Rupture of the ACL is a very painful knee injury, which is normally fairly debilitating. With time, over several weeks, most knees begin to settle down from the initial injury. However, many patients are then left with a ‘wobbly’ knee that does not feel secure, and which is functionally unstable with intermittent episodes of giving way, particularly with impact and pivoting manoeuvres and sport.
Many people with an ACL rupture end up requiring surgery, to reconstruct the torn ligament. When the ACL tears it is like a tight bungee rope snapping in the knee. The torn ends tend to be shredded, like a frayed rope, and the stumps retract and scar up very quickly. In addition, the inside of the knee joint is filled with synovial joint fluid, which washes away any blood clot that the body might try to form between the torn ligament ends. Therefore, with the vast majority of ACL tears one cannot actually perform a primary/direct repair of the actual torn ligament, and instead the ligament needs to be replaced (reconstructed) with a new fresh ligament. [The one notable exception to this is the ACL tibial attachment avulsion fracture, where the ligament pulls a chunk of bone off the top of the tibia, from where it is attached. If this specific type of injury is caught quickly, then the bone chunk with the ligament still attached can be fixed back in place with a screw or wires, which normally allows the ligament to heal up well.]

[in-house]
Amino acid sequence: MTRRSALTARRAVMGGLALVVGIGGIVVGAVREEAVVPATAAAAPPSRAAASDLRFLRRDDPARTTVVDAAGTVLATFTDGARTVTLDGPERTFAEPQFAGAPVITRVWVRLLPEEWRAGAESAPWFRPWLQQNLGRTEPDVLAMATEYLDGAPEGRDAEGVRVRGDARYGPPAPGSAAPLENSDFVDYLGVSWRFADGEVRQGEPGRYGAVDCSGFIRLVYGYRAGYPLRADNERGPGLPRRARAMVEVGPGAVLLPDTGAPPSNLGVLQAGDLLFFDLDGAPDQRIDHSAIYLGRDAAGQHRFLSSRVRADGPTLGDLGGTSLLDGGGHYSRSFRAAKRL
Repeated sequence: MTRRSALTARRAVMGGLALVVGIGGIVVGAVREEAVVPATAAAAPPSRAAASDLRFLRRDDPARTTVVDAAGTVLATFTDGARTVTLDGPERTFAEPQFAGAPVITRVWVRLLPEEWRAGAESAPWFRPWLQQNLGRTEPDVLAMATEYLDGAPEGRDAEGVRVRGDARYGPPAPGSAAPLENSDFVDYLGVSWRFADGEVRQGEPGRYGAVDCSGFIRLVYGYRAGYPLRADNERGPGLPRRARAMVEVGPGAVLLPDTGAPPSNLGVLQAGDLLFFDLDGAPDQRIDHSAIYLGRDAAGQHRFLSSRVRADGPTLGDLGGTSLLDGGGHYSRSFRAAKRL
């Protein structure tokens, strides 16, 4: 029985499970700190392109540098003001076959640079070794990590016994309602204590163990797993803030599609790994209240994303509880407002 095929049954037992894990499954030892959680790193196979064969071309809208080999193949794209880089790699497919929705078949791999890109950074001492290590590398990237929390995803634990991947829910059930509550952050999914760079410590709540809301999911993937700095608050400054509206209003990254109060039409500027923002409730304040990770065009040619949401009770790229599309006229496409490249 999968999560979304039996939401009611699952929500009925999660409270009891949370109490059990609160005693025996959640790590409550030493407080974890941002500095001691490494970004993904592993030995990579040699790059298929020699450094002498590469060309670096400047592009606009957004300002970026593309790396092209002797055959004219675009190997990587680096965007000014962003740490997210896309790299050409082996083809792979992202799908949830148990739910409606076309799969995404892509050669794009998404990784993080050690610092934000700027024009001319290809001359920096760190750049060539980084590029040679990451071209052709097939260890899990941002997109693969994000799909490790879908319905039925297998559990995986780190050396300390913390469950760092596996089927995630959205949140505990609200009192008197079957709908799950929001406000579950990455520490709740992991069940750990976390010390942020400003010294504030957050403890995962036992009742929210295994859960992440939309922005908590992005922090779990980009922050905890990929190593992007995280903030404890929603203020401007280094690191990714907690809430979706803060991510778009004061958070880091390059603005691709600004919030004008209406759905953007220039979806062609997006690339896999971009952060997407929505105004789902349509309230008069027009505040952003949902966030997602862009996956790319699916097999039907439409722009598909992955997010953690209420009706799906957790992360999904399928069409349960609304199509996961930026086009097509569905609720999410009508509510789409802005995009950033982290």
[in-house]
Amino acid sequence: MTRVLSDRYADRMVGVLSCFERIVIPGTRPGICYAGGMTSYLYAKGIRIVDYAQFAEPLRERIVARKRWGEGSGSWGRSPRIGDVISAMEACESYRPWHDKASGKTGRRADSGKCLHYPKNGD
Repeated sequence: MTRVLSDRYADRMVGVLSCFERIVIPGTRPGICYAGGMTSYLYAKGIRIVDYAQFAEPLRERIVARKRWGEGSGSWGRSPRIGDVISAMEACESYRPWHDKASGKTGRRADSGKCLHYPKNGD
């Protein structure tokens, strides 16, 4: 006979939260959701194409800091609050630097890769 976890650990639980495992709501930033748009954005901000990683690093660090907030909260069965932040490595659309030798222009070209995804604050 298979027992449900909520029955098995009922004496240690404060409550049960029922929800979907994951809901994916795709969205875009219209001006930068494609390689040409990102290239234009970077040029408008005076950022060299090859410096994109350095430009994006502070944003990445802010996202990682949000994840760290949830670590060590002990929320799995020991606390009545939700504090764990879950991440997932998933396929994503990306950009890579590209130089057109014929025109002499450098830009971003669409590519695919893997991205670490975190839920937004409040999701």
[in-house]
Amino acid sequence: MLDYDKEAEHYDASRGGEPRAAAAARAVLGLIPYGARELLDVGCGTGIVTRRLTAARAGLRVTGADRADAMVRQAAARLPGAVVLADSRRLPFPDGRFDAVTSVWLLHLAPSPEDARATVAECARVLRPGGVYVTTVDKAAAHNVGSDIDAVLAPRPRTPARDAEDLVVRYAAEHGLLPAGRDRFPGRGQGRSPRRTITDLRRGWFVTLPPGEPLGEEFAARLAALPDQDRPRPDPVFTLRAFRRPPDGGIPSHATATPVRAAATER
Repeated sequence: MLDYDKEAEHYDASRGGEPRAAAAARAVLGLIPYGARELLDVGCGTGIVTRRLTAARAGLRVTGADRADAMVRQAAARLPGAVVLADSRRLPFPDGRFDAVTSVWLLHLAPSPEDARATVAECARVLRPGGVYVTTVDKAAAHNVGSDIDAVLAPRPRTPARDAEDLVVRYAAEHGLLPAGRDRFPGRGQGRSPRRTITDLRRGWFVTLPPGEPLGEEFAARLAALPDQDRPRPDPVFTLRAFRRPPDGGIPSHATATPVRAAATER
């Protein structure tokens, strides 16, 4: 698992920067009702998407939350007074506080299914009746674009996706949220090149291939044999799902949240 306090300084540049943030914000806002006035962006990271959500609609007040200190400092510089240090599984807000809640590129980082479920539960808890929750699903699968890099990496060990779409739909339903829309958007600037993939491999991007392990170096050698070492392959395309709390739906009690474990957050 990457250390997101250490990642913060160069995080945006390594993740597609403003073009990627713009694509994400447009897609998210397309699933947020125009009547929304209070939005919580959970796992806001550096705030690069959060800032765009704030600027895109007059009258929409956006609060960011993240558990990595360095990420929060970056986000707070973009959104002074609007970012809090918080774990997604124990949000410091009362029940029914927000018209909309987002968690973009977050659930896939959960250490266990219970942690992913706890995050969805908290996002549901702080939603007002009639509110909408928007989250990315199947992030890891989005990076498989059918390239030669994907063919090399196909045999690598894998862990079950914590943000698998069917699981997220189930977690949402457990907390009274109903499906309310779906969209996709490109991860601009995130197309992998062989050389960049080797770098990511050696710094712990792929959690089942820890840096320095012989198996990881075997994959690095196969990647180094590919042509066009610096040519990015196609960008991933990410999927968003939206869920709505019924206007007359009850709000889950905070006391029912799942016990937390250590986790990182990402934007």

To replace a torn/missing ACL, one has to put a new ligament into the knee, and this is called a graft. The operation is performed under a general anaesthetic and tends to take about 1 hour (or longer if there are other things that need to be sorted out inside the knee at the same time). Most patients stay in hospital for just 1 night after the operation, and go home the following morning.
To place the graft properly in the knee, we drill a tunnel from the front of the tibia (shin bone) into the middle of the knee. We also drill a tunnel in the end of the femur. The graft is passed up the tibial tunnel, across the middle of the knee where the ACL used to sit, and then up the tunnel in the femur. We fix the graft in the femoral tunnel using a very small but extremely strong metal anchor. The graft is then tensioned and fixed under tension using a screw that is placed in the tibial tunnel.
There are a number of different options available for what one can use as a graft to replace/reconstruct the ACL. These include:-
- 4-strand hamstring tendon from your own knee (autograft)
- bone-patellar tendon-bone composite graft from the front of your own knee (autograft)
- synthetic (artificial) graft
- allograft (a donor tendon graft)
CLICK HERE for further information about the graft options for ACL reconstruction.
The rehab after an ACL reconstruction is just as important as the actual surgery.
If an isolated ACL reconstruction is performed, without other concomitant procedures such as meniscal repair, microfracture or articular cartilage grafting, then the early recovery is normally very quick. Most people are able to fully weight bear straight away, the first morning after their op, but with the help of crutches for comfort/safety for the first few days.